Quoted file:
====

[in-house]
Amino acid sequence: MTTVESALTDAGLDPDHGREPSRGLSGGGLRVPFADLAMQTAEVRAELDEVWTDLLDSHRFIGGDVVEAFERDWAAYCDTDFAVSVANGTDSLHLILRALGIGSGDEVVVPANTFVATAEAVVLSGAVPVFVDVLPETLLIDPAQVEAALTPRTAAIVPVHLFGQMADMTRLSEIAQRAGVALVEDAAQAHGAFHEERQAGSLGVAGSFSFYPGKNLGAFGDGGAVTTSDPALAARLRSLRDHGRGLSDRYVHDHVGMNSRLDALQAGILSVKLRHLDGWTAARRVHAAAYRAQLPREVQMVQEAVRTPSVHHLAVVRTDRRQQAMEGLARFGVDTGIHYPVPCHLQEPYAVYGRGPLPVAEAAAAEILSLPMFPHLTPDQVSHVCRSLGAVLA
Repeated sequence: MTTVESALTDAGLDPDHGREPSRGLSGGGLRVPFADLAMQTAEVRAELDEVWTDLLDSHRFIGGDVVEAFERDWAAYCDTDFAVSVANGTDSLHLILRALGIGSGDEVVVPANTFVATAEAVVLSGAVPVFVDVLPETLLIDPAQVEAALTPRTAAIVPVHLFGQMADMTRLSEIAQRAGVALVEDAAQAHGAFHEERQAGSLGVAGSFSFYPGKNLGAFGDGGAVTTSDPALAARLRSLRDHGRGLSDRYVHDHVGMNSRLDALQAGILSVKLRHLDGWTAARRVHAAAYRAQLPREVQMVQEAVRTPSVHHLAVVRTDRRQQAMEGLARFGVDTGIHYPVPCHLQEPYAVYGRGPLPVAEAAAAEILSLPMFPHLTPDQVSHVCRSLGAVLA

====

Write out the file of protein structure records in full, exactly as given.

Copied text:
[in-house]
Amino acid sequence: MTTVESALTDAGLDPDHGREPSRGLSGGGLRVPFADLAMQTAEVRAELDEVWTDLLDSHRFIGGDVVEAFERDWAAYCDTDFAVSVANGTDSLHLILRALGIGSGDEVVVPANTFVATAEAVVLSGAVPVFVDVLPETLLIDPAQVEAALTPRTAAIVPVHLFGQMADMTRLSEIAQRAGVALVEDAAQAHGAFHEERQAGSLGVAGSFSFYPGKNLGAFGDGGAVTTSDPALAARLRSLRDHGRGLSDRYVHDHVGMNSRLDALQAGILSVKLRHLDGWTAARRVHAAAYRAQLPREVQMVQEAVRTPSVHHLAVVRTDRRQQAMEGLARFGVDTGIHYPVPCHLQEPYAVYGRGPLPVAEAAAAEILSLPMFPHLTPDQVSHVCRSLGAVLA
Repeated sequence: MTTVESALTDAGLDPDHGREPSRGLSGGGLRVPFADLAMQTAEVRAELDEVWTDLLDSHRFIGGDVVEAFERDWAAYCDTDFAVSVANGTDSLHLILRALGIGSGDEVVVPANTFVATAEAVVLSGAVPVFVDVLPETLLIDPAQVEAALTPRTAAIVPVHLFGQMADMTRLSEIAQRAGVALVEDAAQAHGAFHEERQAGSLGVAGSFSFYPGKNLGAFGDGGAVTTSDPALAARLRSLRDHGRGLSDRYVHDHVGMNSRLDALQAGILSVKLRHLDGWTAARRVHAAAYRAQLPREVQMVQEAVRTPSVHHLAVVRTDRRQQAMEGLARFGVDTGIHYPVPCHLQEPYAVYGRGPLPVAEAAAAEILSLPMFPHLTPDQVSHVCRSLGAVLA